The two kinds of sleep we need to make sure we have had the right amounts of are deep sleep and REM or dreaming sleep. Deep sleep repairs our minds and bodies, and REM sleep helps us to switch off emotions from the day before.
To get the right kinds of sleep, make sure you have a good bedtime environment, a relaxing routine before bed, and have had time during the day to process any thoughts or talk about them so that you don’t take them to bed with you! A really good way to do this is to do something quiet and away from screens before getting ready for your bedtime routine, like drawing or playing with toys.
Three things to do now to help bring you back to wellbeing:
- Make sure your bedroom is ready for bedtime
- Switch off screens a while before bed
- Make a routine that makes you feel ready for sleep.
Moving our bodies helps us to release chemicals called endorphins, which come with feeling good, and burn off unhealthy amounts of stress hormones called cortisol which can make us feel tense. Moving our bodies in a way that feels good to us and we enjoy helps us to protect our brains. If we have a low mood, the first we can do is to move. We need to raise our heart and lung rate to help protect our brain and bring us back into wellbeing. Moving can be chasing each other round the park, inventing a dance routine at home or playing a game with a ball!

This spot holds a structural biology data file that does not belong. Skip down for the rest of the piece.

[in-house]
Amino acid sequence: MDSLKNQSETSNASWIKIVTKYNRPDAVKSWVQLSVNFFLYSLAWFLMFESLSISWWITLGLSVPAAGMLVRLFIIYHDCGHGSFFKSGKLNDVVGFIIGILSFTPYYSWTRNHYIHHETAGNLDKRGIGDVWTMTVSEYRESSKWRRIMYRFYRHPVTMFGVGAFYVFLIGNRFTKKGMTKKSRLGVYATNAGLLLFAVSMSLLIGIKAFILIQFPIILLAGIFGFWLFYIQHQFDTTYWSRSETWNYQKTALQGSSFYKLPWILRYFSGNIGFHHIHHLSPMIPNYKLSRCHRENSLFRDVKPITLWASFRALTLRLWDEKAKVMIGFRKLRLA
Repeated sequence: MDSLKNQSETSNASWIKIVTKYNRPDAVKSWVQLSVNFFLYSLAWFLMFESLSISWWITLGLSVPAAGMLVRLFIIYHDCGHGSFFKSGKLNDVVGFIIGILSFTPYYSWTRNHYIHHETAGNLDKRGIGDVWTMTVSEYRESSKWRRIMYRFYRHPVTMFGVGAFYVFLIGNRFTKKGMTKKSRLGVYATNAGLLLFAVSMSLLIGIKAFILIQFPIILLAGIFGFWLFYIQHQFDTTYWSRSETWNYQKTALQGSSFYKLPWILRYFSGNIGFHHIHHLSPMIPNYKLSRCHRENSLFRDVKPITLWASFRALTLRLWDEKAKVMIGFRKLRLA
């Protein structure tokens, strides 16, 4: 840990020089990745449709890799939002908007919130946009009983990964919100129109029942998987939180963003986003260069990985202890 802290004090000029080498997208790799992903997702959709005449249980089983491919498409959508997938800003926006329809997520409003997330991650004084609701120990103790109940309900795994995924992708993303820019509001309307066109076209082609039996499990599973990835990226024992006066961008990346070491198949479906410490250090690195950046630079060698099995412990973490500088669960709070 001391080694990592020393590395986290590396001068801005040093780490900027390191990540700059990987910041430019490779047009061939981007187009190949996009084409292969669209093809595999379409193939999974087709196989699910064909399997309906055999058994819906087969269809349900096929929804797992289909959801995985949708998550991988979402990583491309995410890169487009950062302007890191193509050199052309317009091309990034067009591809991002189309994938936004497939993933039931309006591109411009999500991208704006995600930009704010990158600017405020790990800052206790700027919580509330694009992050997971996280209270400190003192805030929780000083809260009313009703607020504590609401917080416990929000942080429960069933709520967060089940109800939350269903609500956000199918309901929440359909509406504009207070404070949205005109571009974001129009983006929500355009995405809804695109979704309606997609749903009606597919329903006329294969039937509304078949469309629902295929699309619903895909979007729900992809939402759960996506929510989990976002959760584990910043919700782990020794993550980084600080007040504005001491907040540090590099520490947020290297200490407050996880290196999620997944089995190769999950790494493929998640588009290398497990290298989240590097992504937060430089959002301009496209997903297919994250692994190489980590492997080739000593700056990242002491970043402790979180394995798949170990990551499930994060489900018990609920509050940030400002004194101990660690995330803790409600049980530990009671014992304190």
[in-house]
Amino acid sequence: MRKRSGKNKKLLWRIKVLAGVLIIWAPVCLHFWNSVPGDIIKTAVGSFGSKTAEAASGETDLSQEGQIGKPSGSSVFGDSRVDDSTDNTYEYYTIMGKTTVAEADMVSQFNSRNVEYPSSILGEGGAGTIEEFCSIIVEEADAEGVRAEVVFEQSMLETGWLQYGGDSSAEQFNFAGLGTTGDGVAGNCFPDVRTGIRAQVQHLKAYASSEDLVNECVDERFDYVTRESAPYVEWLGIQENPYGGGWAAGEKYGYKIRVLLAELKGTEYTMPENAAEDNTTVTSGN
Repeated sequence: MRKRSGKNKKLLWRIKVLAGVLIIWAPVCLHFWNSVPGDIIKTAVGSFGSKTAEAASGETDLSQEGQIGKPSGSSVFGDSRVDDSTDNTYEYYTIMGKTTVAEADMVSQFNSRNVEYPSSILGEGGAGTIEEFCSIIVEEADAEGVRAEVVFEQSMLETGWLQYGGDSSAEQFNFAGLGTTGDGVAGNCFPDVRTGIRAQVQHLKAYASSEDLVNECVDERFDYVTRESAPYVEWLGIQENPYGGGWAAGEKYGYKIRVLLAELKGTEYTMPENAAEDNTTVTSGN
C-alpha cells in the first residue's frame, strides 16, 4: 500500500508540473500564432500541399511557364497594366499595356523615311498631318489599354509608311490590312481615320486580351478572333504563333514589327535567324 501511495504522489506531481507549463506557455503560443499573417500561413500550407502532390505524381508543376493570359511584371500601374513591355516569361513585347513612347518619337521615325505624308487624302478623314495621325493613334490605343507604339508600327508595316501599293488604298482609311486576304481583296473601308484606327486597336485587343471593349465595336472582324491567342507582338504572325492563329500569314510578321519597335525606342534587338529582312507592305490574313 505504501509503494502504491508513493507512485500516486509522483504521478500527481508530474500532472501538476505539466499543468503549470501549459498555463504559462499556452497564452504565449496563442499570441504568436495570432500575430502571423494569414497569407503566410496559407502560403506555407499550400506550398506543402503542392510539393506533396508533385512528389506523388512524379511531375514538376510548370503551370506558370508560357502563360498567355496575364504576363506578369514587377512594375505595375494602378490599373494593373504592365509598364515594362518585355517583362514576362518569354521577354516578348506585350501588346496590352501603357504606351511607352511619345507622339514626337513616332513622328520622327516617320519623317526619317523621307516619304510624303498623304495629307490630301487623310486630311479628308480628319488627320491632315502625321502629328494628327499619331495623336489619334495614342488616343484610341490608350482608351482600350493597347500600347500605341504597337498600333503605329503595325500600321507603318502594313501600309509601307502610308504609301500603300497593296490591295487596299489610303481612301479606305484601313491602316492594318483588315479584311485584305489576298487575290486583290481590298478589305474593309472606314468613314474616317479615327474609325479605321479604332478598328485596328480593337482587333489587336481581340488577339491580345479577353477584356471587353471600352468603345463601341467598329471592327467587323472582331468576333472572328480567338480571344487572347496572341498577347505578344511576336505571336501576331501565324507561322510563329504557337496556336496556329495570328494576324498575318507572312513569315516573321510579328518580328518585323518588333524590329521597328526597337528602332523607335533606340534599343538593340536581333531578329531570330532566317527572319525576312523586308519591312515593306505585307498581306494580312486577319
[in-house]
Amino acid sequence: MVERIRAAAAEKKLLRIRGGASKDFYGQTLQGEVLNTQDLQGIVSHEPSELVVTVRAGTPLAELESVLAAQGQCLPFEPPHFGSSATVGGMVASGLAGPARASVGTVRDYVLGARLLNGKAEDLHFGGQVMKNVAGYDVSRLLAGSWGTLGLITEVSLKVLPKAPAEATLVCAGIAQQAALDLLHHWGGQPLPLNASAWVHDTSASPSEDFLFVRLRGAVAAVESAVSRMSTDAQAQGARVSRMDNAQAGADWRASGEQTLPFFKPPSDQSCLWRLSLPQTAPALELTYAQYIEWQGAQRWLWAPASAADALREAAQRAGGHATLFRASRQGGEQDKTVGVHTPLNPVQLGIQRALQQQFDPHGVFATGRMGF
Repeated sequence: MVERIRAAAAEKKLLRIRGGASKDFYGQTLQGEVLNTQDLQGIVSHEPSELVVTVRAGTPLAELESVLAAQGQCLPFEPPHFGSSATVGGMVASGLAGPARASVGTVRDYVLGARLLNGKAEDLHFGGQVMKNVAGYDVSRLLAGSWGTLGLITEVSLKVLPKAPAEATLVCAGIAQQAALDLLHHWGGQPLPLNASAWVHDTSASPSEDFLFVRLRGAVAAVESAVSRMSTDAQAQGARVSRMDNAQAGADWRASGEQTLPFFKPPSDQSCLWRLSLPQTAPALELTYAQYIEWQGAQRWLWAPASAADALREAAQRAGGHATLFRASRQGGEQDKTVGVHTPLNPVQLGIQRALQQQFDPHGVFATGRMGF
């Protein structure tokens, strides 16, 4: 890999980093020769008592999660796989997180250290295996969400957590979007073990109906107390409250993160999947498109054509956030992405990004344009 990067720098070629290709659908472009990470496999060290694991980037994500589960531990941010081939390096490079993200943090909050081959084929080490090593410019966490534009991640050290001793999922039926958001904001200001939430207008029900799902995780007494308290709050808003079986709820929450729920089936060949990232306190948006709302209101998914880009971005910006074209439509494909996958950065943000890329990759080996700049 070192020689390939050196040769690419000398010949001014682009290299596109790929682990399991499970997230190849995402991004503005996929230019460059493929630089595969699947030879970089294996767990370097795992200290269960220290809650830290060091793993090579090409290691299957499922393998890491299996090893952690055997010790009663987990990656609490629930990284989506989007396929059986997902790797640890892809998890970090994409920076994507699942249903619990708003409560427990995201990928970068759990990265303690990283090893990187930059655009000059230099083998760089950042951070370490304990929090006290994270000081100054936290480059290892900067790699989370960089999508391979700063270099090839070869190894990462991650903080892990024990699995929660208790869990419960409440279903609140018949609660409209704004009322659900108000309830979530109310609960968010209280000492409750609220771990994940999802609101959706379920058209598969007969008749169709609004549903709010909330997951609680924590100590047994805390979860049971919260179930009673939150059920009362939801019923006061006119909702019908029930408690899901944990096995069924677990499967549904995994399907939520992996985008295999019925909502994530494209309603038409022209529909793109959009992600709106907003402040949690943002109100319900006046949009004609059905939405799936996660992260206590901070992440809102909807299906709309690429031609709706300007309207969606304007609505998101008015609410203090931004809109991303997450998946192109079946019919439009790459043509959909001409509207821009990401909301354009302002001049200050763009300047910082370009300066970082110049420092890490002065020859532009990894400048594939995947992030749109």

Three things to do now to help bring you back into wellbeing:
- Find new ways to move around outside with a ball, on your way to school or at home to music!
- If you feel you have been in one place for a long time, find ways to move to get the energy flowing around your body, your heart rate up and your lungs to work a bit harder for a few minutes!
- Make sure you enjoy moving- so do something FUN! Finding someone or a group to move with can be motivating and make it more fun, as well as meeting your needs for connection or community!
To find out more about how Suffolk Mind can help you and your young person, visit our EARLY Minds page.
Author: Beren Reid
Are you experiencing vivid dreams at the moment?
Workplace Wellbeing Trainer, Jo Flack explains what dreaming means and how we can use it to our advantage to stay well.
Is anyone else experiencing really vivid dreams at the moment? I have a recurring one where I am halfway up a really precarious staircase and I suddenly freeze and find I can neither carry up on the steps nor take myself back down. I sometimes wake up from this dream feeling really anxious and out of control and this no doubt reflects my emotional state during the current situation.